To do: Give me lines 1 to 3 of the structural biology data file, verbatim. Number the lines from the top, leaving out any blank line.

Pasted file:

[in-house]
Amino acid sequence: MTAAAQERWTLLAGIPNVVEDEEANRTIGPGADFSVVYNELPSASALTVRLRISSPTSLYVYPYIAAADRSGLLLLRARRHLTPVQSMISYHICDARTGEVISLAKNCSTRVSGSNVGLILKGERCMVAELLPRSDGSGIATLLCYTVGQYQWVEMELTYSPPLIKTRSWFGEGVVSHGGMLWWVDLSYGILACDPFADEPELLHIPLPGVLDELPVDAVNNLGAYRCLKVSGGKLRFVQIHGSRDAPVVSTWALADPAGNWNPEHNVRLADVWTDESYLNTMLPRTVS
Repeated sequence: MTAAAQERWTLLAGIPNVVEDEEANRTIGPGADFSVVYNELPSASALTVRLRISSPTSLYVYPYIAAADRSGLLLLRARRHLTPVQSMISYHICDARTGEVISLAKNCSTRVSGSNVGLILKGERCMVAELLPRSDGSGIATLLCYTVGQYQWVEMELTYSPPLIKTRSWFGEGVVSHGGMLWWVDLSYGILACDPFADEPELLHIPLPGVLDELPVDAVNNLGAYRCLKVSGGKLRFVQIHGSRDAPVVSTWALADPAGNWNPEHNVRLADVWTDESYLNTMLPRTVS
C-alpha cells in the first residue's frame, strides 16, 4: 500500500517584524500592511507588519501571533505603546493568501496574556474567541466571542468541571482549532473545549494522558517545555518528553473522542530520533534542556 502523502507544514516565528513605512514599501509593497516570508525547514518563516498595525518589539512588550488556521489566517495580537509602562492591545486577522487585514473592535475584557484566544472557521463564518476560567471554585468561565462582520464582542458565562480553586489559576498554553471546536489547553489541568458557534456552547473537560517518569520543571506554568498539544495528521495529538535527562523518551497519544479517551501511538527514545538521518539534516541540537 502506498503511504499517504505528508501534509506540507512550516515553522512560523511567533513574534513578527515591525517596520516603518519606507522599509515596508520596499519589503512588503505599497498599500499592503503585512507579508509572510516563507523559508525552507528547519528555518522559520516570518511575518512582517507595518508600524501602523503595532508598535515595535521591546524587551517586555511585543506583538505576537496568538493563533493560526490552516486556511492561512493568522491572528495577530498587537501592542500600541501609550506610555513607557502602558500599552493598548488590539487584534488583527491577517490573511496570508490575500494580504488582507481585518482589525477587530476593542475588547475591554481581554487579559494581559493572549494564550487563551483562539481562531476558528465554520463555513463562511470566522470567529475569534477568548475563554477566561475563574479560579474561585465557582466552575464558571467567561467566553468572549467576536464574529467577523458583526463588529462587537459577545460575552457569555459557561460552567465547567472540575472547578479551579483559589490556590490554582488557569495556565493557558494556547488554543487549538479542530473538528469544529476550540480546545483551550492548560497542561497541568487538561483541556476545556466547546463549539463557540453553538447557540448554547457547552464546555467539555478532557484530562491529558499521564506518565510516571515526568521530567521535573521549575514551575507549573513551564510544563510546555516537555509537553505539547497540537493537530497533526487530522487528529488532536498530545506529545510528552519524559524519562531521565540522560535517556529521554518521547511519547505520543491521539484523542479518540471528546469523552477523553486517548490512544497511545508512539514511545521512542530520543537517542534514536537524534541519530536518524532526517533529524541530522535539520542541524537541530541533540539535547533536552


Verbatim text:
[in-house]
Amino acid sequence: MTAAAQERWTLLAGIPNVVEDEEANRTIGPGADFSVVYNELPSASALTVRLRISSPTSLYVYPYIAAADRSGLLLLRARRHLTPVQSMISYHICDARTGEVISLAKNCSTRVSGSNVGLILKGERCMVAELLPRSDGSGIATLLCYTVGQYQWVEMELTYSPPLIKTRSWFGEGVVSHGGMLWWVDLSYGILACDPFADEPELLHIPLPGVLDELPVDAVNNLGAYRCLKVSGGKLRFVQIHGSRDAPVVSTWALADPAGNWNPEHNVRLADVWTDESYLNTMLPRTVS
Repeated sequence: MTAAAQERWTLLAGIPNVVEDEEANRTIGPGADFSVVYNELPSASALTVRLRISSPTSLYVYPYIAAADRSGLLLLRARRHLTPVQSMISYHICDARTGEVISLAKNCSTRVSGSNVGLILKGERCMVAELLPRSDGSGIATLLCYTVGQYQWVEMELTYSPPLIKTRSWFGEGVVSHGGMLWWVDLSYGILACDPFADEPELLHIPLPGVLDELPVDAVNNLGAYRCLKVSGGKLRFVQIHGSRDAPVVSTWALADPAGNWNPEHNVRLADVWTDESYLNTMLPRTVS